Tech talk: Internet of Things: From Small- to Large-Scale Orchestration

  • Date Tuesday, August 30, 2016  Time 11:00 AM
  • Speaker Charles Consel
  • Location Galois Inc, 421 SW 6th Ave. Suite 300, Portland, OR, USA, (3rd floor of the Commonwealth building)
  • Galois is pleased to host the following tech talk.
    These talks are open to the interested public--please join us!
    (There is no need to pre-register for the talk.)

The domain of Internet of Things (IoT) is rapidly expanding beyond research and becoming a major industrial market with such stakeholders as major manufacturers of chips and connected objects, and fast-growing operators of low-power wide-area networks. Importantly, this emerging domain is driven by applications that leverage the infrastructure to provide users with innovative, high-value services. Because of this application-centric approach, software development plays a key role to realize the full potential of IoT.

In this talk, we argue that there is a continuum between orchestrating connected objects in the small and in the large, fostering a unified approach to application development. We examine the requirements for orchestrating connected objects and address them with domain-specific design concepts. We then show how to map these design concepts into dedicated programming patterns and runtime mechanisms.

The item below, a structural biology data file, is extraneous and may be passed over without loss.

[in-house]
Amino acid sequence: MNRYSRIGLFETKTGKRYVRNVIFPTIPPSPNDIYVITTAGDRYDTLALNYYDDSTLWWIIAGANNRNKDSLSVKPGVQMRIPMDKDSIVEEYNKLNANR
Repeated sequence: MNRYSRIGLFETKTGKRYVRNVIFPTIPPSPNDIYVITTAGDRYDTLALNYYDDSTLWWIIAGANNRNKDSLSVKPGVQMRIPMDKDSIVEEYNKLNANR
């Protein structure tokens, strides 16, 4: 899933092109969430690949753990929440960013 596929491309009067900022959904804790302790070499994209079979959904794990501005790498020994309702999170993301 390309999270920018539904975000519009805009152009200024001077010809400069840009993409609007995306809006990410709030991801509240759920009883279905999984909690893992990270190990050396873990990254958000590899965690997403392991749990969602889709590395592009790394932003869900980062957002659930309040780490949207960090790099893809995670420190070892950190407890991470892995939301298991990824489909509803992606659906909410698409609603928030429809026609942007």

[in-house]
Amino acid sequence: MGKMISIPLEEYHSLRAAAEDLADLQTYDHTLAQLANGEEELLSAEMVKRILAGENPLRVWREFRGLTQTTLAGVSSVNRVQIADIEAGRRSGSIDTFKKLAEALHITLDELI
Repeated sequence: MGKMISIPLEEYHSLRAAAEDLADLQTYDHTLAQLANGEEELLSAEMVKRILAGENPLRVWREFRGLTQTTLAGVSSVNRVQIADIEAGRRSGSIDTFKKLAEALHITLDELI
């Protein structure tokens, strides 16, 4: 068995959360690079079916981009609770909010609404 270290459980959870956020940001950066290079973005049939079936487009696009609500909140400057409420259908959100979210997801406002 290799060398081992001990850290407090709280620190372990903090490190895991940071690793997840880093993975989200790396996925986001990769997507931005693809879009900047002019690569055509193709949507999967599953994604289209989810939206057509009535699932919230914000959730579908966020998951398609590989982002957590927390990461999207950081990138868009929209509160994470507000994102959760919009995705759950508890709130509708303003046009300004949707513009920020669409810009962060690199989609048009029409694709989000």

Our work revolves around domain-specific notations integrated into a tool-based design methodology, dedicated to develop IoT applications. We have applied our work across a spectrum of infrastructure sizes; we present examples, ranging from an automated pilot in avionics, to an assisted living platform for the home of seniors, to a parking management system in a smart city.

Charles Consel is a professor of Computer Science at Bordeaux Institute of Technology. He served on the faculty of Yale University, Oregon Graduate Institute and the University of Rennes.

His research contributions cover programming languages, software engineering, operating systems, pervasive computing, and assistive computing.

He leads the Phoenix group at Inria that conducts multi-disciplinary research to design, develop, deploy and assess assistive computing support. This research combines (1) Cognitive Science to study user needs and make a rigorous assessment of assistive services; (2) Sensing and actuating expertise to support the user, based on accurate and rich interactions with the environment; (3) Computer Science to support and guide the development process of the assistive services.